inclusive, of the drawings a number of keys grouped together according to the correct methodof type-writing, so reference will be now made to these figures. 1

In Fig. 1 of the drawings there is illustrated the left-hand half of a universal keyboard embodying all of the keys which should be properly manipulated by the left hand of the operator, and since the right-hand half, which is operated by the other hand, necessarily enibodies the same characteristics it has been: deemed sufficient for illustrative purposes to confine: the illustration to that shown in Fig. 1. Referring more in detail to the charac; teristics of the individual keys and their dis versified arrangement, there. are shown in Fig. 2 of the drawings three keys or key-tops.

designed, respectively, for the small letters q, a, and 7.. Referring to this par-: ticular group of keys, according to the touch method the rule is to keep the little finger orr or overra, which is therefore the one or guide key, and While this key may be varie ously shaped or formed the same is illustrated as being slightly concaved at the top and formed with a serrated or scalloped edge 2, thus producing a concave rosette-like struc ture. As no other key in the same vicinity has the same form, key a can be at once distinguished. In the group being referred to the q key is located just above the a key, and the z key is located just below the a key. Said keys q and 2, while being of any desired form, may retain the usual form of the type-writer key with a slight dish or concave at the top, inasmuch as working from the one or guide key a the q and 2 keys can be readily located.

In Fig. 3 of the drawingsis shown the group of small-letter keys which should be struck by the ring-finger, which has little, if any, lateral play and is the most inflexible and awkward of all the fingers. Therefore this group of keys is preferably shaped so as to IIO materially aid the manipulation of the ringfinger. For instance, the central key of the group, the letter s, is shown as provided with a broad transverse groove 4, while the keys for the letters w and K, respectively above and below the s key, are formed in their top faces with horseshoe-shaped depressions or seats 5, the open sides of which face toward the central key s, and consequently these three forms of keys make a sort of track or groove in which the finger readily moves up or down, thus identifying each key with facility. However even these details may be changed in the practical carrying out of the invention.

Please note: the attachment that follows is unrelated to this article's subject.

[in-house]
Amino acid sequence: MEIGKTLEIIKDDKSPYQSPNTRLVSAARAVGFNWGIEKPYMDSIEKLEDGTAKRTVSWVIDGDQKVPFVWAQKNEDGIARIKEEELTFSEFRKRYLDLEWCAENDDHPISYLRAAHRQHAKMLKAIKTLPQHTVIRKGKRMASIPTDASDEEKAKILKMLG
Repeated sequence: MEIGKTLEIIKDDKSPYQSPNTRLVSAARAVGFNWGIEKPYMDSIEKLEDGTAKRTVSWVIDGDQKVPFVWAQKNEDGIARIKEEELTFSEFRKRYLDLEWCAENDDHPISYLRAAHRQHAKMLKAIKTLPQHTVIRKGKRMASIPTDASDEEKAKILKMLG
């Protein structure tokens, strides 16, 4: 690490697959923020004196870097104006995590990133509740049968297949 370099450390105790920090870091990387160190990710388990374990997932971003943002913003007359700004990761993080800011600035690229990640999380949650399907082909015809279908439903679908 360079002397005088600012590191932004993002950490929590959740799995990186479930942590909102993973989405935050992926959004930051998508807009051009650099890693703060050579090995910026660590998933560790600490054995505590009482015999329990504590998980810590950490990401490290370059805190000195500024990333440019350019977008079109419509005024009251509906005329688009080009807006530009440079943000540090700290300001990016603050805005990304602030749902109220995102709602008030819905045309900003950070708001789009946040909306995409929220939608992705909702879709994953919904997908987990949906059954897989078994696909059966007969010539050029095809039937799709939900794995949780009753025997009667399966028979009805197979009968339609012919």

In Fig. 4 of the drawings is shown a group of keys for the small letters e, d,and c, designed to be struck by the middle finger. The central of said keys for the letter d is provided upon diametrically opposite sides with indentations 6, While the keys e and 0, respectively above and below the same, may be of a plain rosette form with simply serrations or scallops 7 at the edges thereof.

The forefinger of the hand, which is the most flexible of all the fingers, should properly manipulate six keys in the small letters being referred tona1nely, r, f, v, t, g, and b. In the group of letters r, f, and v the central key f is shown provided with a transverse groove 8, running in a different direction from the groove in the key s, While the keys r and v, respectively above and below the same, may be of plain convex form, as shown. In the other group t, g, and b the central key g may be of the convex rosette type, although it will be understood that any other construction and relation of forms may be utilized in this connection.

An extended explanation of the capital letters is unnecessary, as the keys therefor are distinguished substantially in the same manner as the corresponding small letters, and each capital is struck with the same finger that strikes the corresponding small letter, although other special cues may be utilized to help the fingers coming up from the lower bank of keys to find the capital letters. For